Trends With a Twist

Artists reinvigorate past trends in an effort to marry manufacturer demands with artistic sensibilities. As the art and design industry prepares for this year's SURTEX, held May 20 to 22, at New York City's Jac

April 6, 2018

6 Min Read


As the art and design industry prepares for this year's SURTEX, held May 20 to 22, at New York City's Jacob Javits Convention Center, the challenge to create a design line that is trend-forward and also resonates with buyers—a difficult balancing act, to be sure—is top of mind for many artists looking to parlay their designs into product. But according to Carol Eldridge of Massachusetts-based Carol Eldridge Designs, much of the art industry's focus has shifted to extensions of popular trends that already have experienced market success, rather than actual trendsetting. "In part," she says, "this is due to the conservative nature of the market right now. Manufacturers don't want to take any chances with something too new."

What's Old, Is New

"That said," notes Eldridge, "the beach and coastal trend has taken on new life with the popularity of beach houses, home décor that reflects this lifestyle, coastal living magazines, and the idea of the beach as a place to relax." For her part, Eldridge has debuted new coastal designs on product with a number of licensees, including Department 56, which launched a line of bikini snowmen ornaments in January at the Atlanta Gift Show. Meanwhile, Colorado-based Current Catalog recently launched a brand new scrapbook and stationery grouping that features Eldridge-designed frogs, garden images, and beach icons on a variety of products such as bookmarks and memo pads, address labels, notecards, and stickers. Other deals include: giftware collections (Giftco); rugs (Home Comfort Rugs); and decorative ceramic tiles featuring images of sand pails, bathing suits, lighthouses, beach scenes, flip-flops, and a series of party cats (Tile Craft). Also of note is a new "Girlfriends Happy Hour" group of resort line clothing—think Ts, capris, sun visors, and beach cover-ups-that feature Eldridge's flip-flops, other beach icons, and a "Summer Fun" button collection for Dill Buttons of America. i1_306.jpg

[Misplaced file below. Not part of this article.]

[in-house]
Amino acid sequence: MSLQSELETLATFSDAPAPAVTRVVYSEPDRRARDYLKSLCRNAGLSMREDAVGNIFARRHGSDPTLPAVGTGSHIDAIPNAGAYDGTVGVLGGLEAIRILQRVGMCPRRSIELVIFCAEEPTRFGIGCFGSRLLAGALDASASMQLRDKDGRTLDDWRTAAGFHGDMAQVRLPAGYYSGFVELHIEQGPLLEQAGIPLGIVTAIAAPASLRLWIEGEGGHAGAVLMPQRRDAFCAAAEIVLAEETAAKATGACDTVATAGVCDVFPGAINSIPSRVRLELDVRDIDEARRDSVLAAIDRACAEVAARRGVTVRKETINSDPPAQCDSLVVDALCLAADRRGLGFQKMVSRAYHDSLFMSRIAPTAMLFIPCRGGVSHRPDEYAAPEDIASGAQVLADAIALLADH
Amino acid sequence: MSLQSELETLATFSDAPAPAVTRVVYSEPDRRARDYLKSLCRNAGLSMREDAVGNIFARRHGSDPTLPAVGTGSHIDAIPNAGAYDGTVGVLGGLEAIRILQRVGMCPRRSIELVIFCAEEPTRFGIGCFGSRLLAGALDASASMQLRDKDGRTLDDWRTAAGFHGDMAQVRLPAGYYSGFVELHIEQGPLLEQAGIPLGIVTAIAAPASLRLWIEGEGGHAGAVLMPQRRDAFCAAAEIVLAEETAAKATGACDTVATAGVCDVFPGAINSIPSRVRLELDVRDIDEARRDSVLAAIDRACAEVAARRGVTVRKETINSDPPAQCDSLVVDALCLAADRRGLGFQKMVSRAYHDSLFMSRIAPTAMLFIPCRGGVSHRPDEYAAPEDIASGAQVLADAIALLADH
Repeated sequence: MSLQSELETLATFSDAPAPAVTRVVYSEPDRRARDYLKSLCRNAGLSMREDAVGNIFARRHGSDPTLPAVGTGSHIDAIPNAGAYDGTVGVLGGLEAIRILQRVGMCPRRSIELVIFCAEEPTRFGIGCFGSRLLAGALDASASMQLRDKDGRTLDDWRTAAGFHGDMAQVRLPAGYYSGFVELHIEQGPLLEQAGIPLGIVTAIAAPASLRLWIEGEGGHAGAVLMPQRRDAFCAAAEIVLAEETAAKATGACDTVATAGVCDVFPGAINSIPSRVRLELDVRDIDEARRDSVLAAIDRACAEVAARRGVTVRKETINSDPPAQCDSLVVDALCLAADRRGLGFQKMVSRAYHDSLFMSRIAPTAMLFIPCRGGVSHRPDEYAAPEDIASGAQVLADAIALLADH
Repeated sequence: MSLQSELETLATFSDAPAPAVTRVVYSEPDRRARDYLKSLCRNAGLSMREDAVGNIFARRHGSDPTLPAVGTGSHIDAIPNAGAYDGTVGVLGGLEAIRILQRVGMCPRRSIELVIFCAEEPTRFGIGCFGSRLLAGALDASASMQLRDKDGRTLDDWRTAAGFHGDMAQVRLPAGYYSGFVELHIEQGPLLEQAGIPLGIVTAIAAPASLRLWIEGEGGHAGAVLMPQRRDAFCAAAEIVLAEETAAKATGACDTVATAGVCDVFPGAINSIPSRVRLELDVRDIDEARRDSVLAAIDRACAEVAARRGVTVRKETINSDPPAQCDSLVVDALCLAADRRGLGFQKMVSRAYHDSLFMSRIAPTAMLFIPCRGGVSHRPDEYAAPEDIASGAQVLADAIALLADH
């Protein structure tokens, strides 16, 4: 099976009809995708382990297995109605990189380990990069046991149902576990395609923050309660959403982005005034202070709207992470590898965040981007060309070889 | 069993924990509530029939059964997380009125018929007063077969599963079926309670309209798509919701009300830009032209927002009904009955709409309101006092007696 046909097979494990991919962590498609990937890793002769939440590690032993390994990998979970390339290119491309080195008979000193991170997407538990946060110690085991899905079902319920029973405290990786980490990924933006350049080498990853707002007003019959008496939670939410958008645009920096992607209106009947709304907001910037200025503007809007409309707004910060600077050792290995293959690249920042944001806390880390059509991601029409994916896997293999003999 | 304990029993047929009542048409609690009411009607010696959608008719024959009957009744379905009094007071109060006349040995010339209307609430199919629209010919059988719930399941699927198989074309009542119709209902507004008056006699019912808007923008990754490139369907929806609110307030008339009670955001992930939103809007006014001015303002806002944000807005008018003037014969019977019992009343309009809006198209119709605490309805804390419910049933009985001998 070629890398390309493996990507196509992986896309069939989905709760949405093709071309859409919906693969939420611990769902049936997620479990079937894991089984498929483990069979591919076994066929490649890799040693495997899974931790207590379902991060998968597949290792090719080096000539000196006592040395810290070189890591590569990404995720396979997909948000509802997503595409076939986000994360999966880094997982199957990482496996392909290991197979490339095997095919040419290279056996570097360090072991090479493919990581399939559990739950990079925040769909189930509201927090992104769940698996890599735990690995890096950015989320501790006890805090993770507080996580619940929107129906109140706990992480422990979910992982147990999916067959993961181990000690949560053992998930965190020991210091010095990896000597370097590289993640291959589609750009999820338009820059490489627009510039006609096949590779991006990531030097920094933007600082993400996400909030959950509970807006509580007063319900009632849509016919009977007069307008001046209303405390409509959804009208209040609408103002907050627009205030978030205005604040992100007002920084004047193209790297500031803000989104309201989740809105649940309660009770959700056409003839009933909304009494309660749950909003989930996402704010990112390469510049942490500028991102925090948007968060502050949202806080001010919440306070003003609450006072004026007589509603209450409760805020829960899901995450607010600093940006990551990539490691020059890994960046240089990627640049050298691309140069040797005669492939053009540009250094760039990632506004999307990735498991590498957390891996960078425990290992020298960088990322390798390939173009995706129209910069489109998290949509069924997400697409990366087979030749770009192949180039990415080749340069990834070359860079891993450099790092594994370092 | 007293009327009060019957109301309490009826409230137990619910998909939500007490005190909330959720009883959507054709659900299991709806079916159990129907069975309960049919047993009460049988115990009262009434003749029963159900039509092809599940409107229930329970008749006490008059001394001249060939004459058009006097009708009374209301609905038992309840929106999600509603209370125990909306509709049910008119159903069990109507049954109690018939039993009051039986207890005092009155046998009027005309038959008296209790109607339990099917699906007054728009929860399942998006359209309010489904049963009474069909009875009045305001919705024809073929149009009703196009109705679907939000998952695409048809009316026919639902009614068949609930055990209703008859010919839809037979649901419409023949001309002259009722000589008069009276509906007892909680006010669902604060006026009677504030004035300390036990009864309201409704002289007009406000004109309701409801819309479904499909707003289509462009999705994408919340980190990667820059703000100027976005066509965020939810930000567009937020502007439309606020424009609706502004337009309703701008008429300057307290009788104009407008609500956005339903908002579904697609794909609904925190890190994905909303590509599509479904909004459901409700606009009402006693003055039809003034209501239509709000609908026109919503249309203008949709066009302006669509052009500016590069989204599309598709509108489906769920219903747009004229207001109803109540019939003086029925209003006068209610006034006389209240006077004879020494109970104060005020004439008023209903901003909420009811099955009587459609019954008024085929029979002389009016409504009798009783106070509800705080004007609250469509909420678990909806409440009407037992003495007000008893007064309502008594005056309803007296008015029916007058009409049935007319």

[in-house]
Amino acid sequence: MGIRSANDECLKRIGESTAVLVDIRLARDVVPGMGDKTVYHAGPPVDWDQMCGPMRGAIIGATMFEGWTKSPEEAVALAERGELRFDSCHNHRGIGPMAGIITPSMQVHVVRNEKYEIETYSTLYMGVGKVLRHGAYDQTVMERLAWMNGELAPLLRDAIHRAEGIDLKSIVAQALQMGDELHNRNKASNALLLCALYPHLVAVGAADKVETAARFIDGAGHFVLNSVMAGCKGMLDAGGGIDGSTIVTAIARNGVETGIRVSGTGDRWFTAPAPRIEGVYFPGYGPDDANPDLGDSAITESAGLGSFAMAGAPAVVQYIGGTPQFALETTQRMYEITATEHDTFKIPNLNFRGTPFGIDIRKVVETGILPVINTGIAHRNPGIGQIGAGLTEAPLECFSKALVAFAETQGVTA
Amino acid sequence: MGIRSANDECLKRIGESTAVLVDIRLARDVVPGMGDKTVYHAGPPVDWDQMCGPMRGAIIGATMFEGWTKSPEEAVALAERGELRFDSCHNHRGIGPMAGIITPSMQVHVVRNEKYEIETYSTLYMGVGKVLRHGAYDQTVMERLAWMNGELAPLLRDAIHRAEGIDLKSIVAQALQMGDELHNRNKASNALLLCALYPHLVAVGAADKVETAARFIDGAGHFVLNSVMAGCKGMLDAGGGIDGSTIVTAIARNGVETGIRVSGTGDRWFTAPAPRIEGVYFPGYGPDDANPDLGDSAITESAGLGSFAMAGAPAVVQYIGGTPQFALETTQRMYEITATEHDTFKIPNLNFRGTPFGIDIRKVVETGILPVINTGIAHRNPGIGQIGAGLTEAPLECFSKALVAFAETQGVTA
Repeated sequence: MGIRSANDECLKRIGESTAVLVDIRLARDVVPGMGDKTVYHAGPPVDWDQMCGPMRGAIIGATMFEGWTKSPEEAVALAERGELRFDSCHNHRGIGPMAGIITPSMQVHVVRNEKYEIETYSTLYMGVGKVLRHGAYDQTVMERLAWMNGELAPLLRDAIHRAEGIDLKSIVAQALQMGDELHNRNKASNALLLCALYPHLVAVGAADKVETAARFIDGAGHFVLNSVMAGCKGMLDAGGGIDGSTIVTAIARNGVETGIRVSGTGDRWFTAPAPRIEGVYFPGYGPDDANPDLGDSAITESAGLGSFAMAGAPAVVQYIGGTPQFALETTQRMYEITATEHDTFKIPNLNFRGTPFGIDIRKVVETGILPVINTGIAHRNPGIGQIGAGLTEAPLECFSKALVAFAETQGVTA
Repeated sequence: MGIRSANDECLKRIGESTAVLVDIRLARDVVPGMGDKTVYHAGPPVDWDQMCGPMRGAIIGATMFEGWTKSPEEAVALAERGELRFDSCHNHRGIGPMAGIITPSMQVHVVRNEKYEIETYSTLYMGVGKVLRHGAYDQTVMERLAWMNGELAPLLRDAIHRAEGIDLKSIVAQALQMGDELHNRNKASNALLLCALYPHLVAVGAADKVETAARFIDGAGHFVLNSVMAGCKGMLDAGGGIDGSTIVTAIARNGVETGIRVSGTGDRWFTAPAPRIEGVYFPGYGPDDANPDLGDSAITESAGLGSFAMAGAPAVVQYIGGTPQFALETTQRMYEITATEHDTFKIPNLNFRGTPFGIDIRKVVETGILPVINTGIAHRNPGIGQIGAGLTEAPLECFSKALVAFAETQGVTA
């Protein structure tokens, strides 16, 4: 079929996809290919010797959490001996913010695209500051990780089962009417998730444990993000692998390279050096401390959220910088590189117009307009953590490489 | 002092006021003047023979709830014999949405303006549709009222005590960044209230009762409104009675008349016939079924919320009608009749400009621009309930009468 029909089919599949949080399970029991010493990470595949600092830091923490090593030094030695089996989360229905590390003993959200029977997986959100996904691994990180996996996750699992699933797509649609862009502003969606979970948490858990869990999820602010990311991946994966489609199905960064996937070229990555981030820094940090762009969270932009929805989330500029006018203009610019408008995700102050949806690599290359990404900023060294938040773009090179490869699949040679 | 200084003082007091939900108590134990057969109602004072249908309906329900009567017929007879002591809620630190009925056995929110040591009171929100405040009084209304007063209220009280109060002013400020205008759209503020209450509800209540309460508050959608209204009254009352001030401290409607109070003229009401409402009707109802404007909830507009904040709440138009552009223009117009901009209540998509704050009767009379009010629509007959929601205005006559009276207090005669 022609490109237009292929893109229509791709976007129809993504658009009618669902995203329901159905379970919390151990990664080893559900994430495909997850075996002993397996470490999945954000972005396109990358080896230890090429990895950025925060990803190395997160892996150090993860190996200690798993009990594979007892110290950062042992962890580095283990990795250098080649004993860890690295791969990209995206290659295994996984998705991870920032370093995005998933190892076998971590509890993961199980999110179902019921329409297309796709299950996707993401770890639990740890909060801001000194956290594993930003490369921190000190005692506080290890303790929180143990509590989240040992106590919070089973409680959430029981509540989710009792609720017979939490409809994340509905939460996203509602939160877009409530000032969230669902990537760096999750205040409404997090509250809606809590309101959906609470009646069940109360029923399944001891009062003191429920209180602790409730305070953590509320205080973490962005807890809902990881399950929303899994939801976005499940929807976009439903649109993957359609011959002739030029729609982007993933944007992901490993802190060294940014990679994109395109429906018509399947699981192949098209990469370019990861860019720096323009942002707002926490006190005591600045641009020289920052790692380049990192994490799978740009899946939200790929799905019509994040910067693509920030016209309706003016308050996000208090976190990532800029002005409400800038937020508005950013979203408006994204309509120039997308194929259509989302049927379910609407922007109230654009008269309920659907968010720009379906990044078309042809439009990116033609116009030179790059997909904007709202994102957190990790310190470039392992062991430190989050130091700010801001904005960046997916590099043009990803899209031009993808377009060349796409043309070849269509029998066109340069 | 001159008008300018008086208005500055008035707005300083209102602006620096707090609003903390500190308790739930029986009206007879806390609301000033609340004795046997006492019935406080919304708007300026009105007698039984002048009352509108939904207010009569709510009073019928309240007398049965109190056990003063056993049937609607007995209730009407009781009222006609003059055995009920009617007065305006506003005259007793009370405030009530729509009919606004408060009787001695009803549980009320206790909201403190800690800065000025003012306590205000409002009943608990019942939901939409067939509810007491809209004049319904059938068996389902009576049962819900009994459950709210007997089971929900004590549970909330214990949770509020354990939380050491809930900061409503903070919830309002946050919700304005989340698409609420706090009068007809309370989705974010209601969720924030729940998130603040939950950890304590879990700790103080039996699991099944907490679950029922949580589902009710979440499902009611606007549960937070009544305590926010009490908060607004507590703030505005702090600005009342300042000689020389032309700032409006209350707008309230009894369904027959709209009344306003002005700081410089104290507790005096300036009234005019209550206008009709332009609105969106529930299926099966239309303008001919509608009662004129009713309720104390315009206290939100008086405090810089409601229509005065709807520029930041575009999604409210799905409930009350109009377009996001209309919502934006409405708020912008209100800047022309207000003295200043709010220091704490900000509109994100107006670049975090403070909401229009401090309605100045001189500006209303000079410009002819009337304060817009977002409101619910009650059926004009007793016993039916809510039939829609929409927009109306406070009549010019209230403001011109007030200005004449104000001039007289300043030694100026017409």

Courtney Davis, Inc., COO and Co-Partner Sam Abell agrees that coastal remains a key sellable subject, but also notes that color will continue to be an important movement within all market channels, along with classic botanical styles that feature a fresh twist, designs that incorporate text, and anything vintage. "The real star continues to be color, with a touch of coastal inspiration to pull it all together," seconds Penny Lane Publishing Licensing Director Beth Schenck, who notes that brown is still the primary color choice with elegant golden tones, breezy blues, and bolder greens mixed in.